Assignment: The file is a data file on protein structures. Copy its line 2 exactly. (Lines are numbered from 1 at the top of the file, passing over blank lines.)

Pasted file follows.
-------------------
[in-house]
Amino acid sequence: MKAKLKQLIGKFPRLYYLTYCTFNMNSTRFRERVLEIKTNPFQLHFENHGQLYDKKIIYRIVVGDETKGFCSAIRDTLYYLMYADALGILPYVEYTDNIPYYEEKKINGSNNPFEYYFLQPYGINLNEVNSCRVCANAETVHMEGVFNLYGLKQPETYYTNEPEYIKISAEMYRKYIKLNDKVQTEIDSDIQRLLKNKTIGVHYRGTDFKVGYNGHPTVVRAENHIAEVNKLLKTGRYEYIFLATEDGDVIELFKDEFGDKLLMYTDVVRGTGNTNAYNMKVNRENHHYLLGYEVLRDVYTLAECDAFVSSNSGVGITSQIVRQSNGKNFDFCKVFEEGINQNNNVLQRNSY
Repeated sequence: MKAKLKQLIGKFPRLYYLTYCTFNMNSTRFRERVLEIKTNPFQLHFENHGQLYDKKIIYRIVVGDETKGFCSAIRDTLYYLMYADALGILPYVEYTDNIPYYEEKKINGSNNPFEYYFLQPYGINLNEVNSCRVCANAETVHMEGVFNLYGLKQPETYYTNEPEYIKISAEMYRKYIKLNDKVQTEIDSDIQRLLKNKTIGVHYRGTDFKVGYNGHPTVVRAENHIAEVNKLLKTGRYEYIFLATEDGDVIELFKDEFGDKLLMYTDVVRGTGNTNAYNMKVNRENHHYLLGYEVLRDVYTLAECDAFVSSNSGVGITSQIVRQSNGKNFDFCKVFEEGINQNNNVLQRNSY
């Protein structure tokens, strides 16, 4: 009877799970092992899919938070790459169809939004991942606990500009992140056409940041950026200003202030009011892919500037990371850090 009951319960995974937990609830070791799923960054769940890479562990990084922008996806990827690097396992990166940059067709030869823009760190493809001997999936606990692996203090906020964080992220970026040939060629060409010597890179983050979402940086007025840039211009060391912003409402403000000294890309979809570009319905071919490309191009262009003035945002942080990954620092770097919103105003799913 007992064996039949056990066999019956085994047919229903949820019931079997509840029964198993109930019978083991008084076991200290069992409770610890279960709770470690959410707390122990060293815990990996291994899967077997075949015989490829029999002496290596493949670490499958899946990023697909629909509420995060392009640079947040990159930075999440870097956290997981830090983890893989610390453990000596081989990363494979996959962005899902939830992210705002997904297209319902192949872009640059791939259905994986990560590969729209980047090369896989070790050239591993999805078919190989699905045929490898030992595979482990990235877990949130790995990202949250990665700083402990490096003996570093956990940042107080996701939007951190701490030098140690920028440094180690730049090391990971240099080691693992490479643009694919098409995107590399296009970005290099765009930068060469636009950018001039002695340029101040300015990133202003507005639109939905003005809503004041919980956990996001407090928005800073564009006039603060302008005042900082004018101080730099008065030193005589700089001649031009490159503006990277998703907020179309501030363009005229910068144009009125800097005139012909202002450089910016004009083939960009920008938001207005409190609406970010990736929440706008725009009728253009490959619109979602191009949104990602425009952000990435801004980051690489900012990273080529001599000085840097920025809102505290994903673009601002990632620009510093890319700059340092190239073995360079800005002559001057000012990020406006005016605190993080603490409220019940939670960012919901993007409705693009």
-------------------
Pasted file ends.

Amino acid sequence: MKAKLKQLIGKFPRLYYLTYCTFNMNSTRFRERVLEIKTNPFQLHFENHGQLYDKKIIYRIVVGDETKGFCSAIRDTLYYLMYADALGILPYVEYTDNIPYYEEKKINGSNNPFEYYFLQPYGINLNEVNSCRVCANAETVHMEGVFNLYGLKQPETYYTNEPEYIKISAEMYRKYIKLNDKVQTEIDSDIQRLLKNKTIGVHYRGTDFKVGYNGHPTVVRAENHIAEVNKLLKTGRYEYIFLATEDGDVIELFKDEFGDKLLMYTDVVRGTGNTNAYNMKVNRENHHYLLGYEVLRDVYTLAECDAFVSSNSGVGITSQIVRQSNGKNFDFCKVFEEGINQNNNVLQRNSY